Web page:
The integration range of the linear p-IHEI circuit was measured experimentally. The supply voltage Vdd was set to 6.5V, S2 was enabled and Vs was initialized to 4.1V (using FN-tunneling). After each integration cycle, V2 was measured using an off-chip analog-to-digital converter. Since the least significant bit (LSB) voltage for differential non-linearity (DNL) is less than 0.4 mV, the equivalent resolution is above 13.4-bit.

The self-powered strain-sensor has been prototyped in a 0.5-μm standard CMOS process. A complete sensor node occupies an area of 1400 μm×1800 μm. Seven p-IHEI injectors integrated on the chip along with voltage references, read-out circuitry, two charge pumps to generate the high voltage needed for tunneling and injection, a ring oscillator and digital control circuitry.

The low-frequency model (see FIG. 8) of the piezoelectric transducer was emulated using two discrete COTS amplifiers shown in FIG. 9. The voltage levels and the magnitude of the decoupling capacitor was chosen according to equations (16). The output of the emulated piezo-transducer was connected to the memory circuits through the diode bridge as shown in FIG. 8.

In the first experiment, a signal with symmetrical positive and negative cycles was applied. Note that a minimum voltage level is required for the memory circuits to start integrating (injecting). However, this voltage level is 4.2V (for a 0.5-μm CMOS process) which can be easily generated by a piezoelectric transducer under open-load conditions. The frequency of the signal was set to 140 Hz and S2 was enabled for 5 seconds, 50 times respectively for both the memory circuit. This amounted to approximately 140×5×50=3500 cycles of integration. The single ended output from each of the memory circuits is shown in FIG. 10. Note that the output voltage (proportional to the static-strain) is the difference between the two single-ended output. Even though the energy in the positive and negative cycles are equal, the differential output ΔVs, is not exactly zero, as shown in FIG. 10. This can be attributed to different injection rates due to mismatch in the opamp offset voltage in the memory circuits.

In the next experiment the energy of the positive cycle was increased compared to the negative cycle as shown in FIG. 11 (insert). This time, one of the memory circuit integrates at a faster rate than the other, resulting in the increase in magnitude of the differential output voltage as shown in FIG. 11. This result validates the proof-of-concept operation of the self-powered strain-sensor.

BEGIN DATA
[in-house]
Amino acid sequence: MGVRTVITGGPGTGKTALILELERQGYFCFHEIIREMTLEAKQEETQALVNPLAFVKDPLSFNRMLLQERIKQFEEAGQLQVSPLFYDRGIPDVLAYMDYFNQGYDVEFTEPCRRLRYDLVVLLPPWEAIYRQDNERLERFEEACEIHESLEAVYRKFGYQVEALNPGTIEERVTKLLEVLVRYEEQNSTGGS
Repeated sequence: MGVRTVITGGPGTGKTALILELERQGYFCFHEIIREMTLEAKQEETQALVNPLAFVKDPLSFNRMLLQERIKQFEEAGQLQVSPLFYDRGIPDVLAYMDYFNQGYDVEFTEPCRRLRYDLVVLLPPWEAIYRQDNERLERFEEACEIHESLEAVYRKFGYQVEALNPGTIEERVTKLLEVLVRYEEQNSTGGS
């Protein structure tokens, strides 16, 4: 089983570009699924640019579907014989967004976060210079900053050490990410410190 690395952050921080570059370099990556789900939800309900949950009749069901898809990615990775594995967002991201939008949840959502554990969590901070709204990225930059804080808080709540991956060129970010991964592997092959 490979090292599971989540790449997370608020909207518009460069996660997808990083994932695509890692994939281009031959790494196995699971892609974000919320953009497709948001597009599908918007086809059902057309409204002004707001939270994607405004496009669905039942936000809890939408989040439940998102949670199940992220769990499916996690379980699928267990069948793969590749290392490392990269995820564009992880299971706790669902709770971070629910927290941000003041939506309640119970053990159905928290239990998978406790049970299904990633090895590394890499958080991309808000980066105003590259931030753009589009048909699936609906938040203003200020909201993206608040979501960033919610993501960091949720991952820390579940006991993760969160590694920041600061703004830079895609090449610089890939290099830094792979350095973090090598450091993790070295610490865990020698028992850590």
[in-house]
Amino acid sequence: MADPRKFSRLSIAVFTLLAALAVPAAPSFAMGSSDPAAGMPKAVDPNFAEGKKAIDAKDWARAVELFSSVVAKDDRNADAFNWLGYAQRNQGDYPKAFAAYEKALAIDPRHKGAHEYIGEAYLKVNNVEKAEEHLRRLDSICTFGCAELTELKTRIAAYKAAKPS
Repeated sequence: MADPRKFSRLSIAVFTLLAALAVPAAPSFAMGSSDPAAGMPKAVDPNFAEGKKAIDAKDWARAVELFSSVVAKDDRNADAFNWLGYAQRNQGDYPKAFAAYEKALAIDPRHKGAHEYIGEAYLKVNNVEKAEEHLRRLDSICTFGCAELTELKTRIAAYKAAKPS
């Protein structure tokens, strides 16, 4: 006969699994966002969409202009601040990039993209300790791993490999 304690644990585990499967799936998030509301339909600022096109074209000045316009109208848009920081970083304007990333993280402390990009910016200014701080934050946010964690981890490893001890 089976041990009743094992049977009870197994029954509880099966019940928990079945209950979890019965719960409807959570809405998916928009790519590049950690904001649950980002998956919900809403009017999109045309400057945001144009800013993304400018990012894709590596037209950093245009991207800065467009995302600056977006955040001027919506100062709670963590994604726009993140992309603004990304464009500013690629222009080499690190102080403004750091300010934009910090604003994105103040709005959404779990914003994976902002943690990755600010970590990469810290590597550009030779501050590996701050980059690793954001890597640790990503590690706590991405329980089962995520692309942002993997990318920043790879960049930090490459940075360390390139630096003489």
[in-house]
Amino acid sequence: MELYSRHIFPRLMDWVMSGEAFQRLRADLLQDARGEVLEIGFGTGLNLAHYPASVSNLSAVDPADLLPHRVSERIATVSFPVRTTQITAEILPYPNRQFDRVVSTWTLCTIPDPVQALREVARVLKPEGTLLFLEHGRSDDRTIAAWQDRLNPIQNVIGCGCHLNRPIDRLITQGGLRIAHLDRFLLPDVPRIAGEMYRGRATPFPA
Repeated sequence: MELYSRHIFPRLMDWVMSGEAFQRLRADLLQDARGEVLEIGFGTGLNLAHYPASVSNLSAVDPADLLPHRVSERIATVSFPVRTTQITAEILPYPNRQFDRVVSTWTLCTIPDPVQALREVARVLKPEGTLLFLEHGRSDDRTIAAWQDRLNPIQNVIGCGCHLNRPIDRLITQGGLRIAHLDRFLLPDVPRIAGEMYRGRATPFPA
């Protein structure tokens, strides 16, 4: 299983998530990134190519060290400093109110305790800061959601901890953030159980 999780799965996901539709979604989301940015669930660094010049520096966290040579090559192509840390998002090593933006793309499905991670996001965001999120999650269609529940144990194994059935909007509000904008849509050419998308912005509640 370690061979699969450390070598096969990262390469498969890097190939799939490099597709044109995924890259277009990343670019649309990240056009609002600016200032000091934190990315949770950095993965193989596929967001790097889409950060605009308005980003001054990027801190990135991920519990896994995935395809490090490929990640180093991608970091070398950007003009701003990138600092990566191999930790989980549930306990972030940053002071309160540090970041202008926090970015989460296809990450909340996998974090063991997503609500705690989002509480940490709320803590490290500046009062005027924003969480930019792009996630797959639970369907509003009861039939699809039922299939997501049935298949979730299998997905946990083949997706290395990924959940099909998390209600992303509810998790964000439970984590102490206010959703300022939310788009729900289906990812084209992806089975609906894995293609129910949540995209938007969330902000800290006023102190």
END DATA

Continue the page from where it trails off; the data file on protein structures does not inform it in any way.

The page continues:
In-vivo monitoring of mechanical strain is important in the study of osteoporosis or muscular dystrophy where the objective is to understand the progressive failure and degradation mechanisms of biomechanical structures like bones, muscles or ligaments. For example, repetitive strains greater than approximately 1500με can lead to fatigue damage and possible stress-fractures in bone. Conversely, strain-levels lower than 500με are thought to increase the risk of bone absorption and osteoporosis. The conventional and most popular method of measuring strain in-vivo is to use a passive strain-gauge (metallic or silicon-based) where the change in the electrical resistance is modulated by the change in the electrical resistance is modulated by the change in mechanical strain. Another emerging method for in-vivo strain measurement is using fiber Bragg grating (FBG) sensors which measures spectroscopic changes due to mechanical displacement of an implanted optical fiber. Even though both these techniques can precisely measure instantaneous strain-levels down to a few με, they are passive in nature and do not provide any historical information about the strain signal which could be used for understanding progression of mechanical degradation. An example of the historical information could be some measure of the strain-energy dissipated through the biomechanical structure or could be the running average of the strain signal during the entire observation period. Without historical information, the strain-measurement could be prone to ageing artifacts of the gauge and could also be prone to the degradation in the adhesion between the gauge and the biomechanical structure being monitored. In principle, passive strain-gauges could be complemented with additional circuitry that continuously read, process and store the desired information. Continuous operation of the add-on circuitry could be achieved through powering using implanted energy storage devices (batteries or super-capacitors) that are periodically recharged either remotely or by using scavenging energy in-vivo. However, small volume requirements of the strain-gauge sensor severely limits the capacity of energy storage and in-vivo energy harvesting devices.